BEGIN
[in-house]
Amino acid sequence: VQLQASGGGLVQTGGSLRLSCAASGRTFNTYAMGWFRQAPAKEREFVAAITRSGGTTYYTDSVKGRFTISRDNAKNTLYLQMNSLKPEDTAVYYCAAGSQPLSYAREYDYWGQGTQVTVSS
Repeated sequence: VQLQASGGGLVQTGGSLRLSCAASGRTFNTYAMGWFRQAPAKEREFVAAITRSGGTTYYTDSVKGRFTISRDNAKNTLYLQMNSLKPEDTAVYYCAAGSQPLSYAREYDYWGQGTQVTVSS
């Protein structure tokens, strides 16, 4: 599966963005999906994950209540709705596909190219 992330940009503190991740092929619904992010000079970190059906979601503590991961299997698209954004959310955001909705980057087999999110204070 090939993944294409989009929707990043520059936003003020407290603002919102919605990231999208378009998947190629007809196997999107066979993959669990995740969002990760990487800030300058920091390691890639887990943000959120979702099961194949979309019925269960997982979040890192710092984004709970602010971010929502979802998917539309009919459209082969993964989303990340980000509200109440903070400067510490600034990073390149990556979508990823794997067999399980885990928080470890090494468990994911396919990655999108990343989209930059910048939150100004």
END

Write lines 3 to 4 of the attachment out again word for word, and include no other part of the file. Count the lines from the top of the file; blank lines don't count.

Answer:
Repeated sequence: VQLQASGGGLVQTGGSLRLSCAASGRTFNTYAMGWFRQAPAKEREFVAAITRSGGTTYYTDSVKGRFTISRDNAKNTLYLQMNSLKPEDTAVYYCAAGSQPLSYAREYDYWGQGTQVTVSS
């Protein structure tokens, strides 16, 4: 599966963005999906994950209540709705596909190219 992330940009503190991740092929619904992010000079970190059906979601503590991961299997698209954004959310955001909705980057087999999110204070 090939993944294409989009929707990043520059936003003020407290603002919102919605990231999208378009998947190629007809196997999107066979993959669990995740969002990760990487800030300058920091390691890639887990943000959120979702099961194949979309019925269960997982979040890192710092984004709970602010971010929502979802998917539309009919459209082969993964989303990340980000509200109440903070400067510490600034990073390149990556979508990823794997067999399980885990928080470890090494468990994911396919990655999108990343989209930059910048939150100004």